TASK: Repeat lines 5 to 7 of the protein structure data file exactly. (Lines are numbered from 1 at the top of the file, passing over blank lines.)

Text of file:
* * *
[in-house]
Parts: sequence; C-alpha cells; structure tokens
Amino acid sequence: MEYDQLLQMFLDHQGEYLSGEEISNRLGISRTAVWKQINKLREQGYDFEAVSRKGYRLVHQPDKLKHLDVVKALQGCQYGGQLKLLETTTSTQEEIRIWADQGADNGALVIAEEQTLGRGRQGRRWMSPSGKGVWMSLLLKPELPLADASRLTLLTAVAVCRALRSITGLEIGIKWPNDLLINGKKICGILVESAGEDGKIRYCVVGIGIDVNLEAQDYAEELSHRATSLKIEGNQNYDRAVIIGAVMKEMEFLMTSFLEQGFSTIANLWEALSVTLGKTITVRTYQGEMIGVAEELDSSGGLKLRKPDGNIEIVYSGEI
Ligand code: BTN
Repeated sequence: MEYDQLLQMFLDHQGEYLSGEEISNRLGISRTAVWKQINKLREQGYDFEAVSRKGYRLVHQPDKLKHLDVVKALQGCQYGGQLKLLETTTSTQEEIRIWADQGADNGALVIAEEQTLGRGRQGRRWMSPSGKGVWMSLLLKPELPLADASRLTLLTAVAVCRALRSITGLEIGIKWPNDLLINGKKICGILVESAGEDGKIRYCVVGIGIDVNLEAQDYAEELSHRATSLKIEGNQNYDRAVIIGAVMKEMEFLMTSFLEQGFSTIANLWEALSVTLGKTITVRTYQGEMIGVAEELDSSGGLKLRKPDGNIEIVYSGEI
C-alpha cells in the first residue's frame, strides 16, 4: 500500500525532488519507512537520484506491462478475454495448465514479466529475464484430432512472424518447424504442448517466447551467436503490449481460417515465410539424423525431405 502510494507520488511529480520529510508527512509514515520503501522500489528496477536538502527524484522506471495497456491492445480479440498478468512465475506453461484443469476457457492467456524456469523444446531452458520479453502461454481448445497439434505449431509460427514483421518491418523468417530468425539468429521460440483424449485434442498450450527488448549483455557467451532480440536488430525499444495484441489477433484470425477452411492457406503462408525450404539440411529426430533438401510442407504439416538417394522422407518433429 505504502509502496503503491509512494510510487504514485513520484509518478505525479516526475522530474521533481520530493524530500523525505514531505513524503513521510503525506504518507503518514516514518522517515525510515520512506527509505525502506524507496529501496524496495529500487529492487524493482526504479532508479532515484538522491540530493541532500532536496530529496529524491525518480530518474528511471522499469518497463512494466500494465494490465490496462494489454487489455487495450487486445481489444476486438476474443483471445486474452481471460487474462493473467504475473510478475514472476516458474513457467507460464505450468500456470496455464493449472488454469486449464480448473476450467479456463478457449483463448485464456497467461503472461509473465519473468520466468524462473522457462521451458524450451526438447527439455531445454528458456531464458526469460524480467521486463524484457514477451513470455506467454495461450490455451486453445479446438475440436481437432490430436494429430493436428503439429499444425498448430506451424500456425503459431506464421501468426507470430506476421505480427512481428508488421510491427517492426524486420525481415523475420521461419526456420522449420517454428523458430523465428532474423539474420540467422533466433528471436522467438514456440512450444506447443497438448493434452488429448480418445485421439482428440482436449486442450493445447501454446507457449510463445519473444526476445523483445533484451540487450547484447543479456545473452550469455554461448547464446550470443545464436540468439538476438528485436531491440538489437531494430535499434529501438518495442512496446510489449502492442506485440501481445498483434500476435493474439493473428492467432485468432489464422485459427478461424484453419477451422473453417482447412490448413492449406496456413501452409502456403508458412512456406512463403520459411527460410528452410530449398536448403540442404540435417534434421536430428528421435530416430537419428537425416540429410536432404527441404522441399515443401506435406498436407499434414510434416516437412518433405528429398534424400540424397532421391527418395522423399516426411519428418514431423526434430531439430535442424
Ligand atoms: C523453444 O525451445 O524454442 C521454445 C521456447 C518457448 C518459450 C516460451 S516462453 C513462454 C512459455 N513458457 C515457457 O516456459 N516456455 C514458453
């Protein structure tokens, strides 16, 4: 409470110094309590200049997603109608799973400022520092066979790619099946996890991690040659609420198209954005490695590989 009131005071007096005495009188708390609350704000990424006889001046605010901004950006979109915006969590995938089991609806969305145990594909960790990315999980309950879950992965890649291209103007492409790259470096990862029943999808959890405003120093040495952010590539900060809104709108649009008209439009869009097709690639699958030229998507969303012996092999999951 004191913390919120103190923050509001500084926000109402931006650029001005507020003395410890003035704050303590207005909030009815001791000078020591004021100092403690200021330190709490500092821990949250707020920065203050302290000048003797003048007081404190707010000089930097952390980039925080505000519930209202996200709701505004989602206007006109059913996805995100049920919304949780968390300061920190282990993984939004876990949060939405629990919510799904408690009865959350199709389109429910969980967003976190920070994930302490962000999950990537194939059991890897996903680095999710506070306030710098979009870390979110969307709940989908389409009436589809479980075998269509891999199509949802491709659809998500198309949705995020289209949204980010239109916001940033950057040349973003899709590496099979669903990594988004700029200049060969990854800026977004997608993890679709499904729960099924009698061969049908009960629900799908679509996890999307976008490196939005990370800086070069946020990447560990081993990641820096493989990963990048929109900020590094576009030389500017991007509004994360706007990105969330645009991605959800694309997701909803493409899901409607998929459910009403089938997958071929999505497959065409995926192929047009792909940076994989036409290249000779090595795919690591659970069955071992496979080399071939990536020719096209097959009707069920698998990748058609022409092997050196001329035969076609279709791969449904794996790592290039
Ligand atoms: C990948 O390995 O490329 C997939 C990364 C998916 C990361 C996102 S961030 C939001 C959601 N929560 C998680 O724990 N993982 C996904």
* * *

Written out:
Repeated sequence: MEYDQLLQMFLDHQGEYLSGEEISNRLGISRTAVWKQINKLREQGYDFEAVSRKGYRLVHQPDKLKHLDVVKALQGCQYGGQLKLLETTTSTQEEIRIWADQGADNGALVIAEEQTLGRGRQGRRWMSPSGKGVWMSLLLKPELPLADASRLTLLTAVAVCRALRSITGLEIGIKWPNDLLINGKKICGILVESAGEDGKIRYCVVGIGIDVNLEAQDYAEELSHRATSLKIEGNQNYDRAVIIGAVMKEMEFLMTSFLEQGFSTIANLWEALSVTLGKTITVRTYQGEMIGVAEELDSSGGLKLRKPDGNIEIVYSGEI
C-alpha cells in the first residue's frame, strides 16, 4: 500500500525532488519507512537520484506491462478475454495448465514479466529475464484430432512472424518447424504442448517466447551467436503490449481460417515465410539424423525431405 502510494507520488511529480520529510508527512509514515520503501522500489528496477536538502527524484522506471495497456491492445480479440498478468512465475506453461484443469476457457492467456524456469523444446531452458520479453502461454481448445497439434505449431509460427514483421518491418523468417530468425539468429521460440483424449485434442498450450527488448549483455557467451532480440536488430525499444495484441489477433484470425477452411492457406503462408525450404539440411529426430533438401510442407504439416538417394522422407518433429 505504502509502496503503491509512494510510487504514485513520484509518478505525479516526475522530474521533481520530493524530500523525505514531505513524503513521510503525506504518507503518514516514518522517515525510515520512506527509505525502506524507496529501496524496495529500487529492487524493482526504479532508479532515484538522491540530493541532500532536496530529496529524491525518480530518474528511471522499469518497463512494466500494465494490465490496462494489454487489455487495450487486445481489444476486438476474443483471445486474452481471460487474462493473467504475473510478475514472476516458474513457467507460464505450468500456470496455464493449472488454469486449464480448473476450467479456463478457449483463448485464456497467461503472461509473465519473468520466468524462473522457462521451458524450451526438447527439455531445454528458456531464458526469460524480467521486463524484457514477451513470455506467454495461450490455451486453445479446438475440436481437432490430436494429430493436428503439429499444425498448430506451424500456425503459431506464421501468426507470430506476421505480427512481428508488421510491427517492426524486420525481415523475420521461419526456420522449420517454428523458430523465428532474423539474420540467422533466433528471436522467438514456440512450444506447443497438448493434452488429448480418445485421439482428440482436449486442450493445447501454446507457449510463445519473444526476445523483445533484451540487450547484447543479456545473452550469455554461448547464446550470443545464436540468439538476438528485436531491440538489437531494430535499434529501438518495442512496446510489449502492442506485440501481445498483434500476435493474439493473428492467432485468432489464422485459427478461424484453419477451422473453417482447412490448413492449406496456413501452409502456403508458412512456406512463403520459411527460410528452410530449398536448403540442404540435417534434421536430428528421435530416430537419428537425416540429410536432404527441404522441399515443401506435406498436407499434414510434416516437412518433405528429398534424400540424397532421391527418395522423399516426411519428418514431423526434430531439430535442424
Ligand atoms: C523453444 O525451445 O524454442 C521454445 C521456447 C518457448 C518459450 C516460451 S516462453 C513462454 C512459455 N513458457 C515457457 O516456459 N516456455 C514458453